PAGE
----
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Thursday, 25 August 2011






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Government Gazette

Corporate governance challenges

Often the success of a company Board and a company is directly connected to the character and the relationship of the directors and senior management of the company.

Good governance in general gives the company the protection to operate effectively, the ability to do what's right for the company and for the shareholders.

That in our view is what ultimately separates good performing from poor-performing companies.

In Sri Lanka, attempts to improve corporate governance in the past have been through the adoption of voluntary codes.

We have generally followed the British methodology of enunciating principles rather than rules. The issue of governance has much to do with a value system and unless the values are clearly accepted, perhaps the only other way in which the end could be achieved is through imposition, although this is distasteful.

Some of our companies have chosen to interpret these principles in a manner that gives them the flexibility to ignore the principles when it suits them, especially when they look around and see others in other institutions not respecting the principles of good governance.

Several years ago the Central Bank published a voluntary code for banks to adopt. The Code outlined principles. Positive results were not visible although there were many inspiring essays, albeit theoretical in nature, on the subject in the Annual Reports.

Thus, in the context of Sri Lanka, the introduction of a mandatory code, which incorporates Principles and Rules to be followed, was timely, desirable and commendable because financial institutions occupy a special position of trust in the national economy.

It is emphasized that they have broader responsibilities that go beyond their shareholders and employees by virtue of the role they play, as the dominant financial intermediaries in Sri Lanka. The Code sets out in detail the responsibilities of the Board. It is abundantly clear that a board is not intended to merely rubber stamp the proposals of management. If the responsibilities are to be effectively discharged, it is important that persons of the right calibre are appointed to boards.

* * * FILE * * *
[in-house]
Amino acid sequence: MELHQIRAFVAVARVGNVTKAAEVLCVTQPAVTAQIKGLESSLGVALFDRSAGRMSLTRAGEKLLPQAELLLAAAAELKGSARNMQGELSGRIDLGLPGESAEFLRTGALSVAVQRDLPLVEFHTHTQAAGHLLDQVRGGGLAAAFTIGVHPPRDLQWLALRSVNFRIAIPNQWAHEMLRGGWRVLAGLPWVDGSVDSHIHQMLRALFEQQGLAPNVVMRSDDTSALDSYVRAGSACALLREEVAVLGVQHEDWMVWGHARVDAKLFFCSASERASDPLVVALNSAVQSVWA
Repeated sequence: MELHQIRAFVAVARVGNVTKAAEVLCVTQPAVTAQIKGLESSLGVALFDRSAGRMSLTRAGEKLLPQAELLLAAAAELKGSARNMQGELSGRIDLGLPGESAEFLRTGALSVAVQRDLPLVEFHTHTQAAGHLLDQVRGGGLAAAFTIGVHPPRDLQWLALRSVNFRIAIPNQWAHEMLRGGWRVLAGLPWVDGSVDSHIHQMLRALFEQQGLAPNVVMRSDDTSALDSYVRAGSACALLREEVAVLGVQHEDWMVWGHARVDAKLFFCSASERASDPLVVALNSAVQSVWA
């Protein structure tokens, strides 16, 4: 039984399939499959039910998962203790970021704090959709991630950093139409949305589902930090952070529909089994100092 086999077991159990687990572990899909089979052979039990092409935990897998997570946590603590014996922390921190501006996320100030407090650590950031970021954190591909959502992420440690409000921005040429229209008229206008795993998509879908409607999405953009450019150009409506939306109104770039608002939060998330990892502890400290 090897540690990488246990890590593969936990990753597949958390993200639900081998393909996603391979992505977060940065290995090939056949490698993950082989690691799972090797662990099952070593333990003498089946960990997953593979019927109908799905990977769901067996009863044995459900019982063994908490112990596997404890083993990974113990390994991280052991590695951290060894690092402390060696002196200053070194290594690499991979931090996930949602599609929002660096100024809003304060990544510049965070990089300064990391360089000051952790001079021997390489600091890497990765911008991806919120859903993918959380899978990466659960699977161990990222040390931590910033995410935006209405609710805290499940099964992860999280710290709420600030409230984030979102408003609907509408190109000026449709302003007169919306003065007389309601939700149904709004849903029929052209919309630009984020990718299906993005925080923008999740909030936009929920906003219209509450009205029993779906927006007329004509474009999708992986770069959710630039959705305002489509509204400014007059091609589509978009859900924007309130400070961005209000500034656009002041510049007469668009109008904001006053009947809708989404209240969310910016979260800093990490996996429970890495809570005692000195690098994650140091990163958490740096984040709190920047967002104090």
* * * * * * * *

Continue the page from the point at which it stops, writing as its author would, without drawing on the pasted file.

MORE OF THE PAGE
While high integrity is an essential pre-requisite, this alone is not sufficient and directors must be people who are alert and have the capacity to understand the inherent risks assumed by an institution and objectively analyze the proposals submitted by management on various aspects of a firm's operations.

However, it is equally important that the board has competence within it which embraces other disciplines such as law, economics, marketing, human resource management and technology, so that a multidisciplinary approach is taken to managing risks and growing the business.

Independent directors is one of the key factors on which the regulator has sought to build a better governance framework is by having a number of "independent" directors on boards. While this is commendable in theory, it needs to be borne in mind that mere "independence" as defined in the code will not ensure that the director concerned will or can make the required contribution.

In fact, given the incestuous corporate relationships prevalent in our small country, the Chairman's school buddy who fits the code's definition of "independence" may in reality be less independent than someone who is "not independent" in terms of the code.

It is also a matter for debate whether so-called "independent" directors who receive fixed and rather nominal fees for their services and have no real stake in the business are sufficiently motivated to enhance enterprise value.

However, true independence and effectiveness of an "independent" director can only be measured by the director's actions in the boardroom a and the freedom and willingness to leave the board if he is forced to compromise on the principles of good governance and not merely through the application of rules.

In summary one could say that our experience is that Rules could make the difference in terms of bringing about the required standards, but the mental attitude towards implementation in a manner, which enhances values, is what is most needed. Therefore responsible self-regulation is required to counteract moves towards more intrusive rules, to enhance the competitive advantage in identifying and managing corporate governance risk at firm level and to overcome the systemic risk across the industry through shared standards of corporate governance practices.



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